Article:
Gatton farewells a true local
Dairy farmer, historian and family man “I’m not a collector of history, I’m a retainer of history.”
RALEIGH James Davey was a true Gatton local, who lived in the same house on the same property for more than 90 years.
He was born in Gatton in July 1924, the only child of John Charles and Evelyn May Davey.
His dairy farmer father purchased Abbeystead in 1920 with a five pound deposit and new bride in tow.
The Great Depression began when Raleigh was five, he saw swagmen camping under the bridge and jumping onto the goods train that left Gatton station in the afternoon.
He attended the local state school located along the creek and developed a love for woodwork during his school years.
His handiwork built many items for the farm including 20 roof tops sheds, gate hurdles, a yard for blocking cattle and household furniture including a grandfather’s clock.
With the help of contract labour, Raleigh also built the large shed to store lucerne hay.
Raleigh worked alongside his father on the farm and milked cows each morning by hand.
The milking shed was acclaimed by the Department of Primary Industries to be the oldest in Australia but was sadly blown down by a powerful storm in January 2014.
Raleigh joined the Independent Order of Rechabites and at one of its functions met Myra Domjahn. They wed on November 1, 1958, and made Abbeystead their home. They were blessed with six children – Joy, Jan, Beth, Kathryn, David and Jonathan.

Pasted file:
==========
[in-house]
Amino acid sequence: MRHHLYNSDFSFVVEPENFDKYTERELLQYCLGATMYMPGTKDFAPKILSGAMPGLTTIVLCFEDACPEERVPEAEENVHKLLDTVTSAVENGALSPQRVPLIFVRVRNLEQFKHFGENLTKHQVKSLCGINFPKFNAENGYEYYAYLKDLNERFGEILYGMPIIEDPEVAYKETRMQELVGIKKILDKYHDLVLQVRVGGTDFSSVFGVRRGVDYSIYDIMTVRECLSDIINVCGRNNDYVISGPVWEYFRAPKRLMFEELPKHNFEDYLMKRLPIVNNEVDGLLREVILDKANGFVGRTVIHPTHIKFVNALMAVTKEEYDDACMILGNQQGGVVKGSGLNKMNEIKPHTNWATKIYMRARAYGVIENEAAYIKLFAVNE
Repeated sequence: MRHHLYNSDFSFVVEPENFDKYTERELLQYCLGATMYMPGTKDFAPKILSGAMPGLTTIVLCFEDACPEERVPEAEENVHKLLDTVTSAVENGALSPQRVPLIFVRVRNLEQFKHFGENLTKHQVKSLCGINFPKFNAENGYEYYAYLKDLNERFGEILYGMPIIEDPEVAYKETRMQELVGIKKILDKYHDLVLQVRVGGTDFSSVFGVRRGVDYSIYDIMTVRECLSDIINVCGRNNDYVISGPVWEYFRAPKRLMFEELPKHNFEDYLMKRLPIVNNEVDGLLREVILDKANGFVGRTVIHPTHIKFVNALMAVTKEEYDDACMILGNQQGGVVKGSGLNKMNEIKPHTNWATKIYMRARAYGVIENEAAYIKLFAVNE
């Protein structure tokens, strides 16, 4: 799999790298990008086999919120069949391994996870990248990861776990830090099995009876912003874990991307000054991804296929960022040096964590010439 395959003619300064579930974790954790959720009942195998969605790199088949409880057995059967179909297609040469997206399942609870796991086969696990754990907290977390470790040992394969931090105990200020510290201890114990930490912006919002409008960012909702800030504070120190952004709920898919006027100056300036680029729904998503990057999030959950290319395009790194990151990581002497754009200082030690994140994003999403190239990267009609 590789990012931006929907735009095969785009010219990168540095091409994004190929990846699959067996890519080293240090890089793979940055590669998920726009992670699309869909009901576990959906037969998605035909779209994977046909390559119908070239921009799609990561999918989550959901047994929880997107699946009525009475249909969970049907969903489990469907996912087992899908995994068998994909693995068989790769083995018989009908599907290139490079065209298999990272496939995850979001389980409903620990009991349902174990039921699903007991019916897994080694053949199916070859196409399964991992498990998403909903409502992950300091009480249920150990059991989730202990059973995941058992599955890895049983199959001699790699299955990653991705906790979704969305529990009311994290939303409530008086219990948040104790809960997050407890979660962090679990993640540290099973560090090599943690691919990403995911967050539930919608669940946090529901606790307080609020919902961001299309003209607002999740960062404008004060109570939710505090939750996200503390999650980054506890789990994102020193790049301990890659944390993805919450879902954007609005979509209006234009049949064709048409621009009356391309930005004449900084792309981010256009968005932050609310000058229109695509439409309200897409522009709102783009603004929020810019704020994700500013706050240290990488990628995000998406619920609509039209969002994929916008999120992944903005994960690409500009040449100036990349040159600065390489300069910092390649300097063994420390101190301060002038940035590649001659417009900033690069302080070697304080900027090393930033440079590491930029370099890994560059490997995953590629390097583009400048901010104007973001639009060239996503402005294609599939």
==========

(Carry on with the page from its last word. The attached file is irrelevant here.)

Before electronic recording, Raleigh would help the flood recording officer, who was also the sergeant of police.
Weather Bureau staff painted a gauge on a railway bridge pylon.
The flood gauge was easily observed from the farm and Raleigh would phone the sergeant with flood levels.
Raleigh was a prolific letter writer to the editor of the Gatton Star and the Gatton Shire Council.
He would write: “It is not my desire or nature to pass comments or judgement of any unkind nature” before he expressed his concerns.
Issues included the neglect of Daveys Bridge and vegetation growth alongside the road and Lockyer Creek as it passed his farm.
Raleigh valued his creek bank and used the chipping hoe to keep the weeds, prickly pear and lantana from getting a hold on the creek bank and gullies.
He was proud of his father and reminisced of their farming days together, how his father was well known for his Jersey Stud cattle and exhibiting at the Brisbane Exhibition and Laidley and Gatton shows.
Raleigh would say: “I’m not a collector of history, I’m a retainer of history”.
He kept his old Chevy ute, the milking shed, the old dairy, old Ferguson tractors, and farming equipment.
He was foundation and life member of the Gatton Historical Society.
After a fall in 2014, Raleigh’s mobility declined and he went to Brisbane to live with his daughter Joy and her family.
Joy would bring Raleigh back to Gatton regularly for day trips and Raleigh’s sons David and Jonathan looked after him at Abbeystead.
Even then Raleigh was full of suggestions for the farm.
He wanted to live to see a century of Davey ownership of Abbeystead but sadly he passed away on March 16.
HIS STORY: Raleigh Davey had a wealth of knowledge on early history of the region and Gatton.
Raleigh Davey on his farm near the hay shed.